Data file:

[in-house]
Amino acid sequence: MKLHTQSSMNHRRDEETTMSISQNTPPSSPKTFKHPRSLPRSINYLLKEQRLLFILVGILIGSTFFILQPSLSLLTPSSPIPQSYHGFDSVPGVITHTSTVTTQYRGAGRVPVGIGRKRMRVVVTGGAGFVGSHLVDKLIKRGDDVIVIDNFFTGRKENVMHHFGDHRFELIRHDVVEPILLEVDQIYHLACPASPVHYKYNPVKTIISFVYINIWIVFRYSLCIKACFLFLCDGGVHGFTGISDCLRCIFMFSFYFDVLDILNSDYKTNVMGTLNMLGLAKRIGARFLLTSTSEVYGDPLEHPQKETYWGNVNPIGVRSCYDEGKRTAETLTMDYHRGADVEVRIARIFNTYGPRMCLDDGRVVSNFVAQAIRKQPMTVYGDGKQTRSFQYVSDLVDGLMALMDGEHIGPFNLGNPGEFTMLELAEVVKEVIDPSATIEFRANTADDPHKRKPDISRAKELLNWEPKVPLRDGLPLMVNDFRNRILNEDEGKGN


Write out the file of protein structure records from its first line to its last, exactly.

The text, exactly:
[in-house]
Amino acid sequence: MKLHTQSSMNHRRDEETTMSISQNTPPSSPKTFKHPRSLPRSINYLLKEQRLLFILVGILIGSTFFILQPSLSLLTPSSPIPQSYHGFDSVPGVITHTSTVTTQYRGAGRVPVGIGRKRMRVVVTGGAGFVGSHLVDKLIKRGDDVIVIDNFFTGRKENVMHHFGDHRFELIRHDVVEPILLEVDQIYHLACPASPVHYKYNPVKTIISFVYINIWIVFRYSLCIKACFLFLCDGGVHGFTGISDCLRCIFMFSFYFDVLDILNSDYKTNVMGTLNMLGLAKRIGARFLLTSTSEVYGDPLEHPQKETYWGNVNPIGVRSCYDEGKRTAETLTMDYHRGADVEVRIARIFNTYGPRMCLDDGRVVSNFVAQAIRKQPMTVYGDGKQTRSFQYVSDLVDGLMALMDGEHIGPFNLGNPGEFTMLELAEVVKEVIDPSATIEFRANTADDPHKRKPDISRAKELLNWEPKVPLRDGLPLMVNDFRNRILNEDEGKGN